High-fidelity simulation is increasingly used in the U.S. to teach uncommon procedures and rudimentary skills prior to experience on patients. In Australia and New Zealand, the College of Anesthetists recently instituted a mandatory 2 1/2-day simulation-based course to assess competency in critical situations. This course is required of all anesthesia trainees before completion of their training. A similar initiative is in development by the Australian College of Emergency Medicine.4 In the Middle East this concept is starting to evolve as well. Recently King Faisal Specialist Hospital in Riyadh (Saudi Arabia) identified the need for simulation labs to teach uncommon procedures. Simulation certainly improves performance in the simulated setting; however, little information is available on the translation of these skills to the actual patient care environment and their outcomes.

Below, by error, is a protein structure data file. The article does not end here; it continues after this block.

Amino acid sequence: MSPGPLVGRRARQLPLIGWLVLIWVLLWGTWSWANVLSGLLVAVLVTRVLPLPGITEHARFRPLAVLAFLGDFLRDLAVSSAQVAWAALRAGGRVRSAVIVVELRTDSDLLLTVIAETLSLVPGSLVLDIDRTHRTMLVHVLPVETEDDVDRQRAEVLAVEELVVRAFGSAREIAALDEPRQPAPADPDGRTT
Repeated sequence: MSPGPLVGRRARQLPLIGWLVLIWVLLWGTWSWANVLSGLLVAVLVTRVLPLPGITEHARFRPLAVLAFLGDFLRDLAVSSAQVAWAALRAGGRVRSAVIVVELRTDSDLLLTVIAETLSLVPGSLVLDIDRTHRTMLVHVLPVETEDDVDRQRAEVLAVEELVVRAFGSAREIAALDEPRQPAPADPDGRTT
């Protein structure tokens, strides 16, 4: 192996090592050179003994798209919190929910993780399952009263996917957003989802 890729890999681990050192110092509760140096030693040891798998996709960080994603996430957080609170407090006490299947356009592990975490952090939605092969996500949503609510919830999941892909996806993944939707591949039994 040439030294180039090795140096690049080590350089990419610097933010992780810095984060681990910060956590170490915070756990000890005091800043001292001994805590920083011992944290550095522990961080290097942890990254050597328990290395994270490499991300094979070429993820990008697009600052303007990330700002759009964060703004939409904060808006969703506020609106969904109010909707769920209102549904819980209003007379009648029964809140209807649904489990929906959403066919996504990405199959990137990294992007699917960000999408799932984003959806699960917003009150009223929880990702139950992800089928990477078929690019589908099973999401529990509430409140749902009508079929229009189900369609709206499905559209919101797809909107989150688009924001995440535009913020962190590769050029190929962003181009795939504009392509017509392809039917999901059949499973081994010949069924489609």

Studies with large sample sizes and broader assessment of both curriculum and procedural spectrum are required to more closely mirror real world needs.


Supervising Section Editor: Mark I. Langdorf, MD, MHPE
Submission history: Submitted July 07, 2009; Revision Received June 20, 2009; Accepted July 22, 2009
Full text available through open access at

Address for Correspondence: Nadeem Qureshi MD, FAAP, FCCM, King Faisal Specialist Hospital and Research Center, Riyadh, Saudi Arabia

Conflicts of Interest: By the WestJEM article submission agreement, all authors are required to disclose all affiliations, funding sources, and financial or management relationships that could be perceived as potential sources of bias. The authors disclosed none.


1. Lieberman L. How well do paediatric residency programmes prepare residents for clinical practice and their future careers? Med Educ. 2006;40:539–46. [PubMed]

2. Khairy GA. Surgical residency training program. Are changes needed? Saudi Med J.2009;30:698–701. [PubMed]

3. Aksay E, Hatice S, Selahattin K, et al. Current status of emergency residency training programs in Turkey: after 14 years of experience. Eur J Emerg Med. 2009;16:4–10.[PubMed]

4. Johnson L, Patterson M. Simulation Education in Emergency Medical Services for Children. CPEM. 2006;7:121–7.